Pat Scriven lives in Auckland. When Pat was a child her mother described her as having been ‘inoculated with a gramophone needle’. Even so, at seventeen, Pat decided that she had nothing worthwhile to say − the beginning of chronic writer’s block. Deborah’s Art and Craft of Memoir at the Creative Hub has helped to shift this and get the literary juices flowing.
I watch them surreptitiously from the mineral pool. A petite woman dressed in pink is seated at a white plastic table with a young man in a wheelchair with a head rest. He looks about seventeen. He writhes restlessly. Cerebral palsy.
She unpacks a plastic container from a black nylon tote bag, removes the lid and attempts to feed him something on a spoon. After a few misses she puts the spoon down. Dipping her fingers into the white bowl she shapes a ball of food and pops it between his lips. This time it stays put and does not fall onto the table. His whole body is involved in chewing and swallowing. He roars after each mouthful. She gives him another ball. When he finally spits an offering, she packs the spoon inside the plastic container and returns it to the bag. She unfolds a pink flannel and wipes his face.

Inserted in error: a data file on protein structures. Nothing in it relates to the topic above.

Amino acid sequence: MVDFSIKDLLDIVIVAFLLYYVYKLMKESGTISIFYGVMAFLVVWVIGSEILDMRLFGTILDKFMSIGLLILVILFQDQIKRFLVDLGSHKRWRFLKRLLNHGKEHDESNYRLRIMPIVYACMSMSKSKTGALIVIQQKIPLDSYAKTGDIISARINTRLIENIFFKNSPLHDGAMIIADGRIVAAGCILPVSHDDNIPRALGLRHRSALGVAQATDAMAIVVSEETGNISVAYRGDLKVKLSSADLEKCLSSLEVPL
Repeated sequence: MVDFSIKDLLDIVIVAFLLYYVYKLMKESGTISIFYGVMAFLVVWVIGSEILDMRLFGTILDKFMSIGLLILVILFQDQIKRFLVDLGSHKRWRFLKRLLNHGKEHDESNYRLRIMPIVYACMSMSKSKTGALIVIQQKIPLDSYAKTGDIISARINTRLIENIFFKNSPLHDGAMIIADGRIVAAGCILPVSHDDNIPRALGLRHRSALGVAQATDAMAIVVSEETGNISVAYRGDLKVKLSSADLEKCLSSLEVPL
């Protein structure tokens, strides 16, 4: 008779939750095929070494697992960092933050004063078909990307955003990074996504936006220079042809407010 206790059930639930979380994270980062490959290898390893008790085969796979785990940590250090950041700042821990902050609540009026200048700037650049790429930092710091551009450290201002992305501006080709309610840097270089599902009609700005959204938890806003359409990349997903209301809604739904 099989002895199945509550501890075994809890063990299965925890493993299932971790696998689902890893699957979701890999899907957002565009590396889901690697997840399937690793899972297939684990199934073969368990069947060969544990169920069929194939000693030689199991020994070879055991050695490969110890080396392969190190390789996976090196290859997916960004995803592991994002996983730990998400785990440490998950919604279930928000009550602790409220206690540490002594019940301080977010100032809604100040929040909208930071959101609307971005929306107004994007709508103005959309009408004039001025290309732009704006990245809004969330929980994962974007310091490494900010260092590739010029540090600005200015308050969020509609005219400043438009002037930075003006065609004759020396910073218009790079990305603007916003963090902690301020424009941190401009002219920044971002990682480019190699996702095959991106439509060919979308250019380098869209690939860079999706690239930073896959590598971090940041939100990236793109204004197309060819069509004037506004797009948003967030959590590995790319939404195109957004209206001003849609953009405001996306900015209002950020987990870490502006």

“Would you like a swim now?” she asks. He responds with a groan. His hands twitch.
“There are your togs then,” she says, placing a rolled towel in his lap. She grasps the handles of the wheelchair, swings it round with practised vigour and heads purposefully toward the ladies’ changing room.
They are in there for a very long time. I ponder the physical stamina and patient perseverance required to help him into his swimming gear.
When they emerge she waves to a bear like man who climbs out of the far end of the pool and strides toward them dripping water. He gathers up the slender, tortured, white body of his son, carries him down the steps and floats him gently in the welcoming warm water. I hear gurgles of pleasure.
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